WASHINGTON, D.C. -- The GOP presidential field, already 16 candidates strong and brimming with controversy, features a large number of contenders who are familiar to Republicans nationwide. Donald Trump leads the pack as the best-known candidate, at 92%.
However, the best-known candidates, Trump and Jeb Bush, are not the best-liked. That distinction goes to Marco Rubio and Ben Carson, who enjoy the highest advantage in their net favorable ratings.
These data are based on two weeks of interviewing conducted on Gallup Daily tracking, spanning July 8-21, with a total of 1,028 Republicans and Republican-leaning independents. This was an eventful time on the campaign trail. On July 18, Trump said that longtime GOP senator and 2008 presidential nominee John McCain, a prisoner of war in Vietnam for five years, was not a war hero. Despite nearly universal condemnation of Trump's remarks from other presidential candidates, Trump did not budge from his views.
While Trump is probably the most heavily covered GOP candidate at the moment and is certainly the most well-known, he is hardly running against a cast of anonymous or unknown rivals. Besides Trump, three other candidates are familiar to at least 70% of self-identified Republicans, meaning Republicans know enough about the candidate to give him or her a "favorable" or "unfavorable" rating: Bush (81%), Mike Huckabee (73%) and Chris Christie (72%). Another seven candidates enjoy familiarity ratings above bare-majority levels among self-identified Republicans, but below a supermajority of 70%. These candidates include Rand Paul (68%), Rick Perry (67%), Ted Cruz (66%), Rubio (64%), Rick Santorum (57%), Lindsey Graham (55%), Scott Walker (52%) and Bobby Jindal (51%).
Carson, whom half of Republicans are familiar with, nonetheless enjoys a net favorability -- the difference between a candidate's favorable and unfavorable ratings -- of +40, among the highest of all the candidates, meaning Carson is exceptionally well-liked among the smaller subset of Republicans who know him. Other lesser-known candidates, especially Ohio Gov. John Kasich (35% familiarity), are more recent entrants into the field, so their low name recognition may not be a problem for them just yet.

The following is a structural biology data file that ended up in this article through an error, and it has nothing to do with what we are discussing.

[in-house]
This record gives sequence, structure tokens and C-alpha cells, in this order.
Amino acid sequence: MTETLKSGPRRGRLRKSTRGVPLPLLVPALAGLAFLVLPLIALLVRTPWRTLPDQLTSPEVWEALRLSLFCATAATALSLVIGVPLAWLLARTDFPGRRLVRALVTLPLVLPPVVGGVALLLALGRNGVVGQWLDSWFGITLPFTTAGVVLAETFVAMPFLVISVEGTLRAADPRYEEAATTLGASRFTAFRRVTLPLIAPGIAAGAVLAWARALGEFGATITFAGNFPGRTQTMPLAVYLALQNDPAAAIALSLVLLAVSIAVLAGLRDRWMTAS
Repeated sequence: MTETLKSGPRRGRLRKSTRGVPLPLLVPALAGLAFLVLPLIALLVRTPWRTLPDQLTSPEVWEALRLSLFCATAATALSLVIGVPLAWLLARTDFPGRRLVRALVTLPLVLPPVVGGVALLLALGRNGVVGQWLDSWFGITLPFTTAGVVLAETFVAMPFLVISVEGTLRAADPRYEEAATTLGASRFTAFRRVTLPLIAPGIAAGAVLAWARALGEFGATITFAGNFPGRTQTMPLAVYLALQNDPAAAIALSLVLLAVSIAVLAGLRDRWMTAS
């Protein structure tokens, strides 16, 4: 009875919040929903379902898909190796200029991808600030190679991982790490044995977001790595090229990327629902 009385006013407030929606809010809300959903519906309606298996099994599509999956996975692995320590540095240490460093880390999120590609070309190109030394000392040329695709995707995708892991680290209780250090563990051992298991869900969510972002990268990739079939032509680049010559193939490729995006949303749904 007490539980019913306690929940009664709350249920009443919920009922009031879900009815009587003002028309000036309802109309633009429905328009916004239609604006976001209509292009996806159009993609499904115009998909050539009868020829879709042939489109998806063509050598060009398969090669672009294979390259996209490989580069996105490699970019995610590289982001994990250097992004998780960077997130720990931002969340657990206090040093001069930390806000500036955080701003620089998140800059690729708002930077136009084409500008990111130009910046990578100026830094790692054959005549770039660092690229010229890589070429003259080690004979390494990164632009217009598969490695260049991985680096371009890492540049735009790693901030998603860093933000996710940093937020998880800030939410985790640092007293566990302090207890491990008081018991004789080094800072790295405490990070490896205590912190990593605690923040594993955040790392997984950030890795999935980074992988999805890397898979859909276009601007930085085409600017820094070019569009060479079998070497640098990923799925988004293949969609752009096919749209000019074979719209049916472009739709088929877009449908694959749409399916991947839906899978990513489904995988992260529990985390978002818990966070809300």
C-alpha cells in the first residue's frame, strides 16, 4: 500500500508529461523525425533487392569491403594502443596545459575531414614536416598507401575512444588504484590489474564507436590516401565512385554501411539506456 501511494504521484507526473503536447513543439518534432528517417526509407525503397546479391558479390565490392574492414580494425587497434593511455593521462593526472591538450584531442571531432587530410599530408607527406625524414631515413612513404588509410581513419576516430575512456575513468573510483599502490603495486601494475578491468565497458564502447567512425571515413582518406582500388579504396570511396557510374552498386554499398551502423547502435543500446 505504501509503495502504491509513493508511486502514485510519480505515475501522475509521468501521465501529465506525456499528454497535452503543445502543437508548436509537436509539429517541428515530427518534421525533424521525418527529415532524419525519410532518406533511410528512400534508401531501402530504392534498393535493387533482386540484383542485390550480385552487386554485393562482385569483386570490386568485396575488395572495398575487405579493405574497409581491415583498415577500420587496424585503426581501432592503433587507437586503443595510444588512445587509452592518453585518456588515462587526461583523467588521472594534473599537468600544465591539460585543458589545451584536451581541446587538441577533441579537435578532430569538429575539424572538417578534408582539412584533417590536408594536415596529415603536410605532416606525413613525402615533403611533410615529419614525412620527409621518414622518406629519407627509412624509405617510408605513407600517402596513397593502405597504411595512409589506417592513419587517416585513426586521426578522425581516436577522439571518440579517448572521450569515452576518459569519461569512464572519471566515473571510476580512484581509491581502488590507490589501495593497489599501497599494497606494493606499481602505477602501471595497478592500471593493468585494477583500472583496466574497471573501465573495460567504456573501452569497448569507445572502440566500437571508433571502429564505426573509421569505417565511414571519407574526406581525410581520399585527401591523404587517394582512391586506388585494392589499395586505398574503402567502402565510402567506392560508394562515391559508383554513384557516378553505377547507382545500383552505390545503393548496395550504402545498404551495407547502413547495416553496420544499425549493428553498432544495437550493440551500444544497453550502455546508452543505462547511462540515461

Growing Number of Candidates Well-Known and Well-Liked
A growing number of candidates are in the "sweet spot" of public opinion, meaning they are comparatively well-known among the GOP base as well as comparatively well-liked. Rubio has a +42 net favorability, slightly better than Carson's, and 64% of Republicans are familiar with him. Huckabee and Perry also occupy this advantageous space -- each is slightly better-known than Rubio but is slightly less well-liked. Finally, these findings are a reminder of the importance of campaigning; the best-known, best-liked Republican candidates also happen to be, in many instances, the ones who have been campaigning the longest. Cruz was the first candidate out of the gate, with Paul and Rubio close behind. Bush, meanwhile, officially announced only recently, but his candidacy was far from a secret, and he was engaging in activities that resembled a campaign well before his announcement.
Several Candidates Well-Liked but Not Well-Known